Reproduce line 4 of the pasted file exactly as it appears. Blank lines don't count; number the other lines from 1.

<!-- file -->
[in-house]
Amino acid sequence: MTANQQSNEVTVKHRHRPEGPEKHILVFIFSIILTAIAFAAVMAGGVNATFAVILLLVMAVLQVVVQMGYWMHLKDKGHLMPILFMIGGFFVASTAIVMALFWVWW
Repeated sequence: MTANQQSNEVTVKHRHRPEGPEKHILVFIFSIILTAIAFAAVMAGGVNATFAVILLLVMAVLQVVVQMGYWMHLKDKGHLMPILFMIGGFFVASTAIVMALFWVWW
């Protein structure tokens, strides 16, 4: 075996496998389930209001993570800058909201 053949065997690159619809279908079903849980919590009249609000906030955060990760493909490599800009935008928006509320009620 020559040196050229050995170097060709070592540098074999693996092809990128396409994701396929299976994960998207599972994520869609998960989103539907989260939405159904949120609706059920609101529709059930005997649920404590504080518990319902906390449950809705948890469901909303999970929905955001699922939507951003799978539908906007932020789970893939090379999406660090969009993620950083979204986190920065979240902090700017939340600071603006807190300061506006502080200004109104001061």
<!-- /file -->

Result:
């Protein structure tokens, strides 16, 4: 075996496998389930209001993570800058909201 053949065997690159619809279908079903849980919590009249609000906030955060990760493909490599800009935008928006509320009620 020559040196050229050995170097060709070592540098074999693996092809990128396409994701396929299976994960998207599972994520869609998960989103539907989260939405159904949120609706059920609101529709059930005997649920404590504080518990319902906390449950809705948890469901909303999970929905955001699922939507951003799978539908906007932020789970893939090379999406660090969009993620950083979204986190920065979240902090700017939340600071603006807190300061506006502080200004109104001061």